Get the monologue here.

Bullshit by Cullen Douglas

(Male, Dramatic, 30s-50s)
Eric arrives at the office of Senator Bill Cummings. Bill is expecting this appointment, however he is unsure of how Andy let himself in the door. Eric then berates the Senator over his office’s inaction involving the abduction of Eric’s wife Nancy, who is a journalist for his office. Eric uses pathos and intimidation to yield urgency and answers from the Senator.

Get the monologue here.

A monologue from Like Totally the Breakfast Club by Rob Ward

(Male, Dramatic, Teens)
A rag tag group of teenagers come together for a Saturday detention after starting a food fight in the school’s cafeteria. In detention, Frankie had a scuff with Jake and Frankie’s backpack was overturned and a gun fell onto the floor.  Every student is scared, confused, and only after realizing it is a bebe gun does the fear dissipate.  Frankie then divulges the story of his bi-polar mother and how difficult his home life is.  The day of the food fight, Jake pushed Frankie, knocking his only food all over his clothes.  Frankie had no other choice than to retaliate.

Get the monologue here.

A monologue from Everyday People by Debbie Lamedman

(Male, Dramatic, Teens)
Kevin, a junior in high school, has been targeted by bullies since middle school for being gay. He is talking with his best friend, Kelly, who has also been targeted by bullies for being a lesbian. Kevin wants to figure out how to become less of a target, but is not willing to compromise who he is as a person to do so.

Get the monologue here.

A monologue from The Struggle by Brian Way

(Male, Dramatic, 20s-40s)
Adam travels to a town called Vanity Fair, where he is put on trial because he is unlike all of the others who are full of deceit and sin and distraction.  He realizes through his trial that it is not the mundane that he should fear, but it’s the apathy of humanity that will slowly kill us all.  In this monologue, he finds that the creative nature of individuals is what should be sought after out of the ordinary, we could be killed by our own mechanical existence if we are not mindful of what could be.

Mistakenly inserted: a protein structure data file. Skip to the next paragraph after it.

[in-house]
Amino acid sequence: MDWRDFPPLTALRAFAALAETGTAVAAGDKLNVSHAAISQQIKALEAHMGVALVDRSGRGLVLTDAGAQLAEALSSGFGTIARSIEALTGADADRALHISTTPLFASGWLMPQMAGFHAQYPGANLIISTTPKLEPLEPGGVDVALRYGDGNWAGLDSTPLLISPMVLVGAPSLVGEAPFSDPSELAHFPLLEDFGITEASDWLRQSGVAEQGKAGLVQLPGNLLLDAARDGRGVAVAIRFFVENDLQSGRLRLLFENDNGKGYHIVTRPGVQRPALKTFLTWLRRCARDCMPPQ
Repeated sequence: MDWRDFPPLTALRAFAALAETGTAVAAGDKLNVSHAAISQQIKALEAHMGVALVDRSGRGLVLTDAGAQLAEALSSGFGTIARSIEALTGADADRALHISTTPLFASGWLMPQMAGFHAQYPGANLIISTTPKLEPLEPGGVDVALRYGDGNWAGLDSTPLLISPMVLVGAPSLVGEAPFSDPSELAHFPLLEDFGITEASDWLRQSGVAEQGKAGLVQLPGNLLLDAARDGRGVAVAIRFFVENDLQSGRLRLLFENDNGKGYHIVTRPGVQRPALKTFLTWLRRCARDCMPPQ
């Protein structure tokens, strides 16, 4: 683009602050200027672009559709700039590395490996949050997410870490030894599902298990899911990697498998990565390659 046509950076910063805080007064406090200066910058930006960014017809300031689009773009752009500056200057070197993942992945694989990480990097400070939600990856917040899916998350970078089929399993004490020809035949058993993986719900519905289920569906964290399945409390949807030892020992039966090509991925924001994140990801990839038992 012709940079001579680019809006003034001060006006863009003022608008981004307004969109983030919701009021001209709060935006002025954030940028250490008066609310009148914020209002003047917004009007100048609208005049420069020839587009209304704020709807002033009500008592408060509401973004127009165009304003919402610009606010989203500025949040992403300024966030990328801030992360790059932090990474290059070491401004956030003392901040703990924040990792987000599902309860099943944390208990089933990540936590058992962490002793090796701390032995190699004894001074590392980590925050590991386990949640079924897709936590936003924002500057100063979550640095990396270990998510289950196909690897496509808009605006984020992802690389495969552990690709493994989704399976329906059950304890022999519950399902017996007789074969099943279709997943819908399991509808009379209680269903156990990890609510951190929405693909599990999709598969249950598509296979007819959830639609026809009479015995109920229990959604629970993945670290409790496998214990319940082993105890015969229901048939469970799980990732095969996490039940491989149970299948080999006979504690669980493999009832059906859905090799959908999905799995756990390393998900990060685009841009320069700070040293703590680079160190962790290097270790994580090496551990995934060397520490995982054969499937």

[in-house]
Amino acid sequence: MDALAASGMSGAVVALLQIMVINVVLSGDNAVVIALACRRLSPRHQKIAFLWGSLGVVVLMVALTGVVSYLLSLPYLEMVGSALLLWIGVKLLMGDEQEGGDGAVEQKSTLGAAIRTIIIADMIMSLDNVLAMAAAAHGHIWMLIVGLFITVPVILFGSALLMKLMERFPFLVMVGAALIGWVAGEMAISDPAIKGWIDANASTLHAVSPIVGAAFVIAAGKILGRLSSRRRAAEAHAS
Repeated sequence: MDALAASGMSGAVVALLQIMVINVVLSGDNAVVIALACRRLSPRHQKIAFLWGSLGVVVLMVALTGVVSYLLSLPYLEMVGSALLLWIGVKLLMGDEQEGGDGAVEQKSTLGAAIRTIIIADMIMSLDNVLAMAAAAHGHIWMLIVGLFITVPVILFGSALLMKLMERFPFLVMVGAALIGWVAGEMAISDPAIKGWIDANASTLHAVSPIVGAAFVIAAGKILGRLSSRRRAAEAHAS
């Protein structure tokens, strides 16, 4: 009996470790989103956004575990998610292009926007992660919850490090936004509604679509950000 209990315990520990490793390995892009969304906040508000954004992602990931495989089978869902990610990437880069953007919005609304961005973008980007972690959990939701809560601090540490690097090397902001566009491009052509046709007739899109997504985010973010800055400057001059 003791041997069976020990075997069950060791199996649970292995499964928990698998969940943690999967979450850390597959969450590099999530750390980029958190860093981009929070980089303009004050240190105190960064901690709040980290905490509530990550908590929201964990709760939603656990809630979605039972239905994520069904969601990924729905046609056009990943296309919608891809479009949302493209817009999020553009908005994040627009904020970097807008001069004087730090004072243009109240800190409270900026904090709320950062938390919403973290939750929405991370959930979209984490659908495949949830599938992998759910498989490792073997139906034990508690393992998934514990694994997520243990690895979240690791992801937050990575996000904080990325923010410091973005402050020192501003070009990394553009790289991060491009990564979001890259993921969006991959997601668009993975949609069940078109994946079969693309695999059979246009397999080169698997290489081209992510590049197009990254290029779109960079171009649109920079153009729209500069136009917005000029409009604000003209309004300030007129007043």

Get the monologue here.

A monologue from In the Hood by Pat Lydersen

(Male, Serio-Comedic, 30s-50s)
Kind, elderly Mr. Fineburg has owned a block of buildings in the neighborhood for years. However, because he has failed to pay his property taxes, all the buildings are up for auction, and the evil business typhoon Guy Jantic currently has the highest bid. Jantic plans to evict all the tenants, tear down the buildings, and build a parking garage. As Jantic presents his plan to the residents of the neighborhood, one of the kids yells out that they don’t need a parking lot. Here, Jantic shares his lofty ideas in response to the child.

Get the monologue here.

Looking for other monologue collections? Check out the ones below!

Meghan Mitchell is a working actor who graduated cum laude from North Central College in Naperville, Illinois with a B.A. in Musical Theatre. She loves Shakespeare and nightly fireworks, and after working regionally and on ships, she is now proud to call Orlando her home.